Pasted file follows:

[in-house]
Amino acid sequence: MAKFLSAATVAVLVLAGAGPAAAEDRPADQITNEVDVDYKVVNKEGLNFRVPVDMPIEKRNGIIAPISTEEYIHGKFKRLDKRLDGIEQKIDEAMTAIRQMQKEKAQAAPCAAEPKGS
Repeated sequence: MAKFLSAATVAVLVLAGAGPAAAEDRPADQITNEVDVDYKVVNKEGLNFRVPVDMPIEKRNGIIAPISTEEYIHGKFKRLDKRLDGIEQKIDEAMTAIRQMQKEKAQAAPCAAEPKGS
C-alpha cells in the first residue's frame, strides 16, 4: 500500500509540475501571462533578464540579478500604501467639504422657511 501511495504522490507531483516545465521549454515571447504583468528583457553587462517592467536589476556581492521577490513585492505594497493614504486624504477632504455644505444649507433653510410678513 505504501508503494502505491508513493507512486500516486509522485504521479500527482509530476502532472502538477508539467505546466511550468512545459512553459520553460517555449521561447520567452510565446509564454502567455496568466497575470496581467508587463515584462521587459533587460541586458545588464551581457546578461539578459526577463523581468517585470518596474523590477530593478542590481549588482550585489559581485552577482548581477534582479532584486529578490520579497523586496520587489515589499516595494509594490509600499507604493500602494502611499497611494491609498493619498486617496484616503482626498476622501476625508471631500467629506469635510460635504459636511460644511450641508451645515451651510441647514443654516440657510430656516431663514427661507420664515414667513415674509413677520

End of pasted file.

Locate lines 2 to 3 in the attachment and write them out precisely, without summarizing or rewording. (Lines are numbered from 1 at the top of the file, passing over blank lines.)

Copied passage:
Amino acid sequence: MAKFLSAATVAVLVLAGAGPAAAEDRPADQITNEVDVDYKVVNKEGLNFRVPVDMPIEKRNGIIAPISTEEYIHGKFKRLDKRLDGIEQKIDEAMTAIRQMQKEKAQAAPCAAEPKGS
Repeated sequence: MAKFLSAATVAVLVLAGAGPAAAEDRPADQITNEVDVDYKVVNKEGLNFRVPVDMPIEKRNGIIAPISTEEYIHGKFKRLDKRLDGIEQKIDEAMTAIRQMQKEKAQAAPCAAEPKGS